Could Widespread Residential Solar Change the Landscape of Renewable Energy?
What are the capabilities of Solar Energy? What are its limits? How much power could it generate? The US National Renewable Energy Laboratory has answers to these questions from a recent Federal Study.
Solar energy production is determined by a number of factors. These include the roof angle, size, direction it faces, blockage from trees, and many other variables. This information is partially available through laser-maps technology from the Department of Homeland Security. Calculated estimates from recent census data helps complete the study.
The study estimates a potential of 1,400 terawatt hours of electricity each year. This would be generated from over 8 billion square meters of panels and would account for 40 percent of the current electricity sold by utilities domestically. A similar study from the same lab a decade ago estimated this at only 22 percent. Due to improved panel technology and more extensive data we now have a far more accurate estimate and it is almost double the prior expectation.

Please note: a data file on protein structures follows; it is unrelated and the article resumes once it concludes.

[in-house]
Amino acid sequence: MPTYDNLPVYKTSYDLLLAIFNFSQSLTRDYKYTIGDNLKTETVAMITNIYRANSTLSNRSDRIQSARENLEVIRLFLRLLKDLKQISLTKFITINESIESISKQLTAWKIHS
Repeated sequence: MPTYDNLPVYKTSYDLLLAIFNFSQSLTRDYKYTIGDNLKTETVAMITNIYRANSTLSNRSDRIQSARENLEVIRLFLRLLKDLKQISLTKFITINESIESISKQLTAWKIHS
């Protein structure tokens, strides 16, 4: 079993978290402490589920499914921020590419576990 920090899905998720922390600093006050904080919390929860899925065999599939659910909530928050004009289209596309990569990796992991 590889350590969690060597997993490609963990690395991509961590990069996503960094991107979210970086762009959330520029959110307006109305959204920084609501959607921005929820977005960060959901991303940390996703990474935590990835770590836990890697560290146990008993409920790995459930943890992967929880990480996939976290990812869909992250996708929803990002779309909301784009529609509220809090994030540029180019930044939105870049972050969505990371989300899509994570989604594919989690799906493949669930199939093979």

Of the 128 cities included in the study 83 percent of the small buildings had room for a solar energy system. Therefore two-thirds of the energy would come from small residential buildings alone. The downside is that only a quarter of total rooftop space was appropriate to use (issues with roof tilt, directional facing, blockage from trees or other buildings, etc.). Developers should strongly consider this in the future when designing residential developments.
California has the largest potential for domestic solar production. The state could supply 74 percent of its current electricity if all potential buildings were outfitted with solar panels. There is a correlation between states with strong sunlight and production, but some states use electricity differently. For example, in the North East there is far less sun. However, there is low demand for air conditioning to offset the production demand.
This study give perspective on how impactful solar energy could be to our Nation. If we could produce anything close to 40 percent it would probably have a tremendous impact. While it’s not realistic to assume solar panels on every possible roof, there is a much larger potential of ground-mounted solar panels. With those installations and projects coming to fruition each year it seems it’s only a matter of time before 100 percent of US energy is from renewables. As a result solar is destined to play a major role in this endeavor.
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